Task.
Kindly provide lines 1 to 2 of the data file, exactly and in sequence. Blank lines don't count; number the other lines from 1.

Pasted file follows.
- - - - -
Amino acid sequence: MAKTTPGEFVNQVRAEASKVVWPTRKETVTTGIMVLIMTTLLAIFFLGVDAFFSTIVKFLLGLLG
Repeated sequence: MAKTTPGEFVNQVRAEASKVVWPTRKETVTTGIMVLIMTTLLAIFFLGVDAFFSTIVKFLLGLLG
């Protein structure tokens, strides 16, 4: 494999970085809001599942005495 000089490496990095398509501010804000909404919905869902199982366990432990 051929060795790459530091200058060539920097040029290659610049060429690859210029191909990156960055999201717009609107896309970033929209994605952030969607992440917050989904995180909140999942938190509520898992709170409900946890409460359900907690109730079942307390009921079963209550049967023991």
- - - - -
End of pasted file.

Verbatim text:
Amino acid sequence: MAKTTPGEFVNQVRAEASKVVWPTRKETVTTGIMVLIMTTLLAIFFLGVDAFFSTIVKFLLGLLG
Repeated sequence: MAKTTPGEFVNQVRAEASKVVWPTRKETVTTGIMVLIMTTLLAIFFLGVDAFFSTIVKFLLGLLG